Back in 1999, Genband was launched during the .com bust, but the company came out alive thanks to its long-term investors. In 2004, Genband was a one product company with no revenue and 80 people, but found an opportunity to accelerate its market by using new and innovative technology.
“During that time, a lot of small companies couldn’t break through like we did,” said Charlie Vogt (News - Alert), CEO of Genband in the ITEXPO Miami 2013 keynote presentation this morning.
In fact, on February 12th, Genband is launching a brand new campaign focusing on making networks smarter. Through its experience, the company has observed that businesses today must reinvent themselves in order to take advantage of the new technology that is available.
Over the last two decades, the industry has undergone a great deal of change. In the 2000 era, according to Vogt, VoIP was where technology was headed, but now it is all about voice and video interaction. Now in 2013, SIP trunking is regaining popularity.
“We’ve taken the VoIP and SIP-based technology and we now feel like our company is on the leading edge of WebRTC and HTML5,” said Vogt. “We can deliver exciting services that can be delivered from the traditional service provider and new cloud service provider.”
Looking further into the future, Vogt foresees a very exciting, chaotic period of time that will also bring some challenges. It is great time to be a consumer, but it’s not necessarily an exciting time to be a CIO, IT manager or service provider. “They have to compete in this chaotic marketplace with the introduction of smartphones - the mobile office of the future,” he explained.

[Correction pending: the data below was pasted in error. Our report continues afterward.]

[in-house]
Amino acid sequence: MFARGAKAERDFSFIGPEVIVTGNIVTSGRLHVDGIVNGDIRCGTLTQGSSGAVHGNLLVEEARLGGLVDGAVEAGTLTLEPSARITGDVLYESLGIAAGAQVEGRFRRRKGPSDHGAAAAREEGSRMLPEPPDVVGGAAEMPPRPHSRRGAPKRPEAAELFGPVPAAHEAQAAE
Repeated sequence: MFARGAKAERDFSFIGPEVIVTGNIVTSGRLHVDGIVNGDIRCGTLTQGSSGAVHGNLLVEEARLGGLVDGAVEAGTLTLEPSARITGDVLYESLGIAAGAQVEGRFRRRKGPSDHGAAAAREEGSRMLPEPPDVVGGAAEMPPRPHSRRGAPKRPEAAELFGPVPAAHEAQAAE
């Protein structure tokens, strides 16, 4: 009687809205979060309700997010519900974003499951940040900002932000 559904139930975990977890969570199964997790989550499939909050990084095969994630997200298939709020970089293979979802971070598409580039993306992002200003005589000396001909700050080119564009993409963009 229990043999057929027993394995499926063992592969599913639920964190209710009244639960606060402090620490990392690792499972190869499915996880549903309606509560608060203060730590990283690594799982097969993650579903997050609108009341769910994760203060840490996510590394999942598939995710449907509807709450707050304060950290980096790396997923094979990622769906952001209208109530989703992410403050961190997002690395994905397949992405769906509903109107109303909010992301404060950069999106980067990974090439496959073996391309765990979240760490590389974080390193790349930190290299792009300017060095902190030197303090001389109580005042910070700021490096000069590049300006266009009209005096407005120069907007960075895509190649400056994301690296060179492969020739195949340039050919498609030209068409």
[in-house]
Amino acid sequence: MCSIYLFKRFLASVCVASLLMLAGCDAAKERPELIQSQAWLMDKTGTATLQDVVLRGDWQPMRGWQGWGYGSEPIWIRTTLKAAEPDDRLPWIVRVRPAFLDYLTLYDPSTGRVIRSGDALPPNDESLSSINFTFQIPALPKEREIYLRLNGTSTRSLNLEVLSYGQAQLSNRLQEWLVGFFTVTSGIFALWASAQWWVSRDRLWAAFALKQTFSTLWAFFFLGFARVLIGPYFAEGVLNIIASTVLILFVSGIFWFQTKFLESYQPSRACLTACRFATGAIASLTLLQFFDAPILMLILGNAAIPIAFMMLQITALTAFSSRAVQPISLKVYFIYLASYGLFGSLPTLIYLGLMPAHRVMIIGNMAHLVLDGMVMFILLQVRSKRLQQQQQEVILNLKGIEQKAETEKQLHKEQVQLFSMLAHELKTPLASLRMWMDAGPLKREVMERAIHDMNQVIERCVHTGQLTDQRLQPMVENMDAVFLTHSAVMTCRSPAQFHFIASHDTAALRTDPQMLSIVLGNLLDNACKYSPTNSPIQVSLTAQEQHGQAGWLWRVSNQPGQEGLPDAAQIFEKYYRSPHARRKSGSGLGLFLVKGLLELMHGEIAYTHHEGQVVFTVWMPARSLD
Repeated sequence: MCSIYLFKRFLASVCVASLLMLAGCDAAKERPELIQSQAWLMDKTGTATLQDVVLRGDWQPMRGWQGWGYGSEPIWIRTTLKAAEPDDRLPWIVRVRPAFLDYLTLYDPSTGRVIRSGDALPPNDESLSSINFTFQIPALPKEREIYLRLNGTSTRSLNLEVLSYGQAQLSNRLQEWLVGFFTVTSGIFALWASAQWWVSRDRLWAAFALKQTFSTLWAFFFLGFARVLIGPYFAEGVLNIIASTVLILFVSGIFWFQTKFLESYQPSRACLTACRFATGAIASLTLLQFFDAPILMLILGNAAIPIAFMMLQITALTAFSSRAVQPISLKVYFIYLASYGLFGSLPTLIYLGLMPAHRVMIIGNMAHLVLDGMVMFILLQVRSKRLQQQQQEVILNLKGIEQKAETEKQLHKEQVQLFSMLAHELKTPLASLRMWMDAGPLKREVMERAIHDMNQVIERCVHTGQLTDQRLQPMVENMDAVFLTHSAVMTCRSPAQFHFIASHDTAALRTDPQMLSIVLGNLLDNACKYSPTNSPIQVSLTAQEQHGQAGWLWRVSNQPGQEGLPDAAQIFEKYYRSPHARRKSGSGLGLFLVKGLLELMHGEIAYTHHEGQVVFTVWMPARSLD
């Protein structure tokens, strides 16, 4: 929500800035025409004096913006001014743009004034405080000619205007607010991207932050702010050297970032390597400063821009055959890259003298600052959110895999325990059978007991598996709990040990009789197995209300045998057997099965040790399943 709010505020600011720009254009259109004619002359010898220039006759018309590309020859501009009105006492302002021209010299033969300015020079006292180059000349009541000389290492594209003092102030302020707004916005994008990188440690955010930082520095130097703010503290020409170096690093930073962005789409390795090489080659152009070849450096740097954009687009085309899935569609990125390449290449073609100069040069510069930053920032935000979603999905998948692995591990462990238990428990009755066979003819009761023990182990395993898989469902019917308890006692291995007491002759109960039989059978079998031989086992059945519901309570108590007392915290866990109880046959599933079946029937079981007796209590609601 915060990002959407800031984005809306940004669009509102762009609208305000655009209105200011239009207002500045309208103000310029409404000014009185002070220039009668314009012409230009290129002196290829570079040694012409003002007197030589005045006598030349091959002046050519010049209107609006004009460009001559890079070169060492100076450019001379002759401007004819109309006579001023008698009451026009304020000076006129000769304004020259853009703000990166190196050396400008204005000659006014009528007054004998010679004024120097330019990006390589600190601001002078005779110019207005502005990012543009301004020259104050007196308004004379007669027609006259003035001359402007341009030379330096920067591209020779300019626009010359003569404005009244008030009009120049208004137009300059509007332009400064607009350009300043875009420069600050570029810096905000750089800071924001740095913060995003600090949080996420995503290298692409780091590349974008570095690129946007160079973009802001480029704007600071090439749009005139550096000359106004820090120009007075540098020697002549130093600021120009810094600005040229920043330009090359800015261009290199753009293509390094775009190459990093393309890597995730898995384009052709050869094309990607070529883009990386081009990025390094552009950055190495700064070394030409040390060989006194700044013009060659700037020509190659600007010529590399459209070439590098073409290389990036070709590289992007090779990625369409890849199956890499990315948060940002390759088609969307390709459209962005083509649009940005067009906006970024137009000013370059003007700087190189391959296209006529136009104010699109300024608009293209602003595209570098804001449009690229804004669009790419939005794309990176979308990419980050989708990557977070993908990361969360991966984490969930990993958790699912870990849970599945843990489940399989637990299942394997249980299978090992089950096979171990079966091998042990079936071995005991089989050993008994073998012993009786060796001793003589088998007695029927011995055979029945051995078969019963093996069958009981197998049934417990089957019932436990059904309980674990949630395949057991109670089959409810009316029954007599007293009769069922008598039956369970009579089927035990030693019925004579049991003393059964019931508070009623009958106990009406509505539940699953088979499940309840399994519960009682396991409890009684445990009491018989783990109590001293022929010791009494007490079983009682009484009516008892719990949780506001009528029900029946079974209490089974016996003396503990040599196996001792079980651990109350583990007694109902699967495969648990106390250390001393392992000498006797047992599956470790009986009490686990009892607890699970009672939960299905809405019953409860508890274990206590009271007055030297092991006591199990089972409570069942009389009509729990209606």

Ultimately, Vogt predicts that companies that are able to figure out how to deliver a simple communications offering on smart devices to create the ultimate mobile office will be “the winners.”
There is an endless amount of opportunity for small companies to take advantage of bandwidth and platforms that will be available.
“Consumers are living in this new world being able to take advantage of all these cool applications, but the next seven years is going to be about the business and enterprise,” Vogt explained, “So, how are we going to make the same excitement for the enterprise world?”
Today, Genband is putting a great deal of emphasis on helping IT managers and CIOs adapt to this change. The company is very focused on providing the right tools to help carriers maintain success in the future world.
Overall, the service providers own access so they aren’t going away, however, their business may change, according to Vogt, so they need to figure out exactly who they want to be.
“We spent most of our time trying to dynamically change the landscape for service providers because service providers can’t change as fast as the market wants them to change,” he commented.
Business, enterprise and carriers have the single biggest challenge and Genband has been scratching its head wondering how it can help them. And, the cloud is the answer. For the average business, cloud services can completely de-risk a deployment strategy and provide the opportunity to take advantage of new services.
Vogt explained, “In fact, there are a lot of entrepreneurs that will look to cloud to change and enable a stagnant business climate today.”
The opportunity for a new business model is something that companies like Genband are spending a significant amount of time thinking about because businesses need new models in order to participate in this new world.
He concluded, “It has been a humbling ten years, and this next decade is going to be really exciting. It feels very innovative, it feels like there is a lot of hope.”
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Edited by Brooke Neuman